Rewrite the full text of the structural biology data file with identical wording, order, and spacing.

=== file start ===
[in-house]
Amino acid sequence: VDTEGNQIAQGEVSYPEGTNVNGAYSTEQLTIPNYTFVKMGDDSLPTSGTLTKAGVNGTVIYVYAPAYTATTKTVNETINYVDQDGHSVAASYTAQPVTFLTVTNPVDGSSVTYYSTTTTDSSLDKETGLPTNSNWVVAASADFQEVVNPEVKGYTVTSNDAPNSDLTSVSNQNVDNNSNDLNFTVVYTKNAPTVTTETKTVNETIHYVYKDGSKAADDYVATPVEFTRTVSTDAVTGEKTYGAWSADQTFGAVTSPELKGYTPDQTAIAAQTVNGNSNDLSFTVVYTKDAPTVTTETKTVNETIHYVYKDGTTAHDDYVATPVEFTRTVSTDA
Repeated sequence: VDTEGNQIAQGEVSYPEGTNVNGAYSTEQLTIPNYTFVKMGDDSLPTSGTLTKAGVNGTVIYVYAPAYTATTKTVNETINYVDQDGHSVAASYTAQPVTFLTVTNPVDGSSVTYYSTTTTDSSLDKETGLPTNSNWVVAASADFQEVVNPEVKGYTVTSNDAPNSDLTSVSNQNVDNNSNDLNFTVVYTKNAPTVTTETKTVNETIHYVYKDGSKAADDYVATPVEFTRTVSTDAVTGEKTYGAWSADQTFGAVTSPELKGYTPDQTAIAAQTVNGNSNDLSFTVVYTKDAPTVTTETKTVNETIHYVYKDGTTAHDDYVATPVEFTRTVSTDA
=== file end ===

[in-house]
Amino acid sequence: VDTEGNQIAQGEVSYPEGTNVNGAYSTEQLTIPNYTFVKMGDDSLPTSGTLTKAGVNGTVIYVYAPAYTATTKTVNETINYVDQDGHSVAASYTAQPVTFLTVTNPVDGSSVTYYSTTTTDSSLDKETGLPTNSNWVVAASADFQEVVNPEVKGYTVTSNDAPNSDLTSVSNQNVDNNSNDLNFTVVYTKNAPTVTTETKTVNETIHYVYKDGSKAADDYVATPVEFTRTVSTDAVTGEKTYGAWSADQTFGAVTSPELKGYTPDQTAIAAQTVNGNSNDLSFTVVYTKDAPTVTTETKTVNETIHYVYKDGTTAHDDYVATPVEFTRTVSTDA
Repeated sequence: VDTEGNQIAQGEVSYPEGTNVNGAYSTEQLTIPNYTFVKMGDDSLPTSGTLTKAGVNGTVIYVYAPAYTATTKTVNETINYVDQDGHSVAASYTAQPVTFLTVTNPVDGSSVTYYSTTTTDSSLDKETGLPTNSNWVVAASADFQEVVNPEVKGYTVTSNDAPNSDLTSVSNQNVDNNSNDLNFTVVYTKNAPTVTTETKTVNETIHYVYKDGSKAADDYVATPVEFTRTVSTDAVTGEKTYGAWSADQTFGAVTSPELKGYTPDQTAIAAQTVNGNSNDLSFTVVYTKDAPTVTTETKTVNETIHYVYKDGTTAHDDYVATPVEFTRTVSTDA